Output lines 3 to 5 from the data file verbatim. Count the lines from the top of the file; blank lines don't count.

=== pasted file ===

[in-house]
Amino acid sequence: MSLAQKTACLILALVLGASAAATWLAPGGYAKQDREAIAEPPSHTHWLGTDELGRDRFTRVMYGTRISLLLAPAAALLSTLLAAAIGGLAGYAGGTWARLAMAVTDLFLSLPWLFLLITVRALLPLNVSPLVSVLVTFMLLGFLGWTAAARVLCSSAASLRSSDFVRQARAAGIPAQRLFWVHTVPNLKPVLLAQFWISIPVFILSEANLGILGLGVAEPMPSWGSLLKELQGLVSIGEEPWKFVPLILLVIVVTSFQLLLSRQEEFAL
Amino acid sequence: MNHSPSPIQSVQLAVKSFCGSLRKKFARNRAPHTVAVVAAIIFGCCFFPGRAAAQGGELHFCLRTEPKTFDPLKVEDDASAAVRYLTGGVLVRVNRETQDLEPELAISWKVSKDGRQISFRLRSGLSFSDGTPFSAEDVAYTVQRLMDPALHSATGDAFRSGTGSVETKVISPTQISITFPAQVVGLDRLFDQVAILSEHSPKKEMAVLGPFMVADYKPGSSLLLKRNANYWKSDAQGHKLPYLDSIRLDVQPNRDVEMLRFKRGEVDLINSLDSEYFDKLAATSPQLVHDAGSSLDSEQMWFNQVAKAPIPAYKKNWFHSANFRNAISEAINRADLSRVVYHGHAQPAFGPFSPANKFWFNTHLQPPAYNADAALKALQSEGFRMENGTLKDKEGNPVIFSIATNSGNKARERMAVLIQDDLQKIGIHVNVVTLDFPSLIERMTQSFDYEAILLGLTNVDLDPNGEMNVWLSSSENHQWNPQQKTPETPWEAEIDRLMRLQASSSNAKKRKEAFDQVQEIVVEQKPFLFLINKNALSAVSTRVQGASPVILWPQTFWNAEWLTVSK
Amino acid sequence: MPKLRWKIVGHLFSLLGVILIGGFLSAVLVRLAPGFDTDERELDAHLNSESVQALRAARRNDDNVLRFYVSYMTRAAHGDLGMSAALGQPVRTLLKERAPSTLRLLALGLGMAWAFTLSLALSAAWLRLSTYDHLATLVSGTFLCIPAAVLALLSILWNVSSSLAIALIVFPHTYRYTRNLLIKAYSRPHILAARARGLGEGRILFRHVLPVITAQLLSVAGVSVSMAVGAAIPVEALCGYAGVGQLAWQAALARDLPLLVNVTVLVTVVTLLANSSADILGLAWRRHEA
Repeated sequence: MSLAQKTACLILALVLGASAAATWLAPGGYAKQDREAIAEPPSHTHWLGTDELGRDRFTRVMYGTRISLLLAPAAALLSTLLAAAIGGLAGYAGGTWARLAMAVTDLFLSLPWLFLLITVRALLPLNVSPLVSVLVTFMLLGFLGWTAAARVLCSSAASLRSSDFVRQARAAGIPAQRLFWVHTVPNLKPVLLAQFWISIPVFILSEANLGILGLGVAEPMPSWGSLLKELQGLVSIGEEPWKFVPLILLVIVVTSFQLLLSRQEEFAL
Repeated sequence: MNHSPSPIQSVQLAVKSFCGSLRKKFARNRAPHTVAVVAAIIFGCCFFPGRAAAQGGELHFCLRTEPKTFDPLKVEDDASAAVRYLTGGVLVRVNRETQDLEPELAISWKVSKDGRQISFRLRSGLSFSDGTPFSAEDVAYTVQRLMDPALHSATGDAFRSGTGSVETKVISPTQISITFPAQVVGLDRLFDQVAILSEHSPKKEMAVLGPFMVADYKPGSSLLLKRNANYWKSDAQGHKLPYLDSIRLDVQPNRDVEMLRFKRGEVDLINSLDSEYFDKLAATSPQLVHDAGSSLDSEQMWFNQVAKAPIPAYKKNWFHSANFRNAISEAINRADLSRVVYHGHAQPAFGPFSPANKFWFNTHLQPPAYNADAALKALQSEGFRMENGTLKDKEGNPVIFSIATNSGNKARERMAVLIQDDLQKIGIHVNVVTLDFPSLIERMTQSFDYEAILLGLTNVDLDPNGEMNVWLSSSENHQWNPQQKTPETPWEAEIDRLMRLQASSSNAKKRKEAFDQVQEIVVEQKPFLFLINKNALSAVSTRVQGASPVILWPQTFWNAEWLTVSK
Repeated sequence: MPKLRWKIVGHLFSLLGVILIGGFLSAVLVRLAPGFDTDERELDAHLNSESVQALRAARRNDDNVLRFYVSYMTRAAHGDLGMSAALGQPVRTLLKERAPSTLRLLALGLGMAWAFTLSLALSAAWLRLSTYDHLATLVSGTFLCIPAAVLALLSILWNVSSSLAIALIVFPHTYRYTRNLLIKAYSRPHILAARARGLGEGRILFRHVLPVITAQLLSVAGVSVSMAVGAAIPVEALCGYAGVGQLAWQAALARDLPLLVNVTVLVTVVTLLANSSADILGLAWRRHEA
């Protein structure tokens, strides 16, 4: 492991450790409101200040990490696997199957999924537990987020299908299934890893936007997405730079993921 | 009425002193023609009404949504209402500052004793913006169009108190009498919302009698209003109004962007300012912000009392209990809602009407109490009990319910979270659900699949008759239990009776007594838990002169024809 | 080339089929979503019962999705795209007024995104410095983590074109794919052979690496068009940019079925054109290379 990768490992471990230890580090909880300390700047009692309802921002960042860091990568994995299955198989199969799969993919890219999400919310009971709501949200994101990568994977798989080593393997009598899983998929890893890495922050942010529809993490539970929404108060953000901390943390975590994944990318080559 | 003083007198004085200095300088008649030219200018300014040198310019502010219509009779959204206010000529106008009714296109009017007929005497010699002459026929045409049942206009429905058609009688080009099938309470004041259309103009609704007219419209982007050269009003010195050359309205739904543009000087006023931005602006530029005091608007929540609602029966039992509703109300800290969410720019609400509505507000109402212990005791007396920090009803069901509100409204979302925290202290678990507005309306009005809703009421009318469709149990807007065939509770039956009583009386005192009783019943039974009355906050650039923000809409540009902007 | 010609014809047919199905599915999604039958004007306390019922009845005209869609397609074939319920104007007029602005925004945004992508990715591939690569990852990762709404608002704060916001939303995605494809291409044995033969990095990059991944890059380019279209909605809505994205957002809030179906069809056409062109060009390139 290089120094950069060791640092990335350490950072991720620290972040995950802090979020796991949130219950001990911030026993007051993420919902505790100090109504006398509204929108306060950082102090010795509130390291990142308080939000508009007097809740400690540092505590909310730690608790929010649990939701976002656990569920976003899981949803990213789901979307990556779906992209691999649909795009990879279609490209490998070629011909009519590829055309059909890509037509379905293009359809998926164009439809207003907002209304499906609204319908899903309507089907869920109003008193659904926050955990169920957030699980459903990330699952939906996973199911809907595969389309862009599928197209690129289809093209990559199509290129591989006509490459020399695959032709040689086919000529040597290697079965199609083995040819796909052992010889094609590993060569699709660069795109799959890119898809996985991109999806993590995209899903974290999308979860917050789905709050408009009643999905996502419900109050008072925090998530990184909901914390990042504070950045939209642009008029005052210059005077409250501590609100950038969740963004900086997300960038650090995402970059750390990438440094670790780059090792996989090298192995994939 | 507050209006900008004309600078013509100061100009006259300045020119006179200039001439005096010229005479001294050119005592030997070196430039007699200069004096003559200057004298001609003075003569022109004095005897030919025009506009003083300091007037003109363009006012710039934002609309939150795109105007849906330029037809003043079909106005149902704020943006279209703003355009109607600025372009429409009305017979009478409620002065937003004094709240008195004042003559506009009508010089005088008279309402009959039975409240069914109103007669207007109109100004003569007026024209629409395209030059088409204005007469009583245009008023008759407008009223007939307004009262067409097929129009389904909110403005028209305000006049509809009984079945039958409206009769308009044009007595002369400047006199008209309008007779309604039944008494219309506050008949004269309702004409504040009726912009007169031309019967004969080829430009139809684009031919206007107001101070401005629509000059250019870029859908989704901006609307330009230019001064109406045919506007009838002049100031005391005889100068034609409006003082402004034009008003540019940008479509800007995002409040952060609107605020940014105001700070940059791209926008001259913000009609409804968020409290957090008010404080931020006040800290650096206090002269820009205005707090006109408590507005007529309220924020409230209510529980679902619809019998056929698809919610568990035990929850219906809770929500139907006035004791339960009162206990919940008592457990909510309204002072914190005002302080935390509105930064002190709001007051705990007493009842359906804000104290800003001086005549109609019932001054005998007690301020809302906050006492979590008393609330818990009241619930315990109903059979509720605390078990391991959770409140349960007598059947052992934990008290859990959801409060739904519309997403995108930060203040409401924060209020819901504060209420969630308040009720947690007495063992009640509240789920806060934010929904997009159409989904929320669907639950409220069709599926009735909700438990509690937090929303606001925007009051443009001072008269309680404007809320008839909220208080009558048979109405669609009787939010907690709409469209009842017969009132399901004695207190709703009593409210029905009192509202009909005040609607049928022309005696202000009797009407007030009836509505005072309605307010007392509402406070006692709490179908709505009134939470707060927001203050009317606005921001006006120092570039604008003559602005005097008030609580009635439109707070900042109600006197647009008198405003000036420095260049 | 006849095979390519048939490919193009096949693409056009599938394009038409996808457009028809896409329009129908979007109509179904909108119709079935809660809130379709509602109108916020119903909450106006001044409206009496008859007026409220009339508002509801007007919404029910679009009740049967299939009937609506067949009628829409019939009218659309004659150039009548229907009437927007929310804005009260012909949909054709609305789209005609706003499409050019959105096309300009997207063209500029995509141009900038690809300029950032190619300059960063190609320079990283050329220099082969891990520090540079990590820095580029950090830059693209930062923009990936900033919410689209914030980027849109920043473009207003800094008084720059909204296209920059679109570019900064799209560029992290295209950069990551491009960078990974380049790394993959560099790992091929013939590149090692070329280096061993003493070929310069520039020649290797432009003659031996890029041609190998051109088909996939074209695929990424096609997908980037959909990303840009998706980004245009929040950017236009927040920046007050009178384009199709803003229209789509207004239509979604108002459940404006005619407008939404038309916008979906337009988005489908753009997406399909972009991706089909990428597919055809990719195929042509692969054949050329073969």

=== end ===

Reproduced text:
Amino acid sequence: MNHSPSPIQSVQLAVKSFCGSLRKKFARNRAPHTVAVVAAIIFGCCFFPGRAAAQGGELHFCLRTEPKTFDPLKVEDDASAAVRYLTGGVLVRVNRETQDLEPELAISWKVSKDGRQISFRLRSGLSFSDGTPFSAEDVAYTVQRLMDPALHSATGDAFRSGTGSVETKVISPTQISITFPAQVVGLDRLFDQVAILSEHSPKKEMAVLGPFMVADYKPGSSLLLKRNANYWKSDAQGHKLPYLDSIRLDVQPNRDVEMLRFKRGEVDLINSLDSEYFDKLAATSPQLVHDAGSSLDSEQMWFNQVAKAPIPAYKKNWFHSANFRNAISEAINRADLSRVVYHGHAQPAFGPFSPANKFWFNTHLQPPAYNADAALKALQSEGFRMENGTLKDKEGNPVIFSIATNSGNKARERMAVLIQDDLQKIGIHVNVVTLDFPSLIERMTQSFDYEAILLGLTNVDLDPNGEMNVWLSSSENHQWNPQQKTPETPWEAEIDRLMRLQASSSNAKKRKEAFDQVQEIVVEQKPFLFLINKNALSAVSTRVQGASPVILWPQTFWNAEWLTVSK
Amino acid sequence: MPKLRWKIVGHLFSLLGVILIGGFLSAVLVRLAPGFDTDERELDAHLNSESVQALRAARRNDDNVLRFYVSYMTRAAHGDLGMSAALGQPVRTLLKERAPSTLRLLALGLGMAWAFTLSLALSAAWLRLSTYDHLATLVSGTFLCIPAAVLALLSILWNVSSSLAIALIVFPHTYRYTRNLLIKAYSRPHILAARARGLGEGRILFRHVLPVITAQLLSVAGVSVSMAVGAAIPVEALCGYAGVGQLAWQAALARDLPLLVNVTVLVTVVTLLANSSADILGLAWRRHEA
Repeated sequence: MSLAQKTACLILALVLGASAAATWLAPGGYAKQDREAIAEPPSHTHWLGTDELGRDRFTRVMYGTRISLLLAPAAALLSTLLAAAIGGLAGYAGGTWARLAMAVTDLFLSLPWLFLLITVRALLPLNVSPLVSVLVTFMLLGFLGWTAAARVLCSSAASLRSSDFVRQARAAGIPAQRLFWVHTVPNLKPVLLAQFWISIPVFILSEANLGILGLGVAEPMPSWGSLLKELQGLVSIGEEPWKFVPLILLVIVVTSFQLLLSRQEEFAL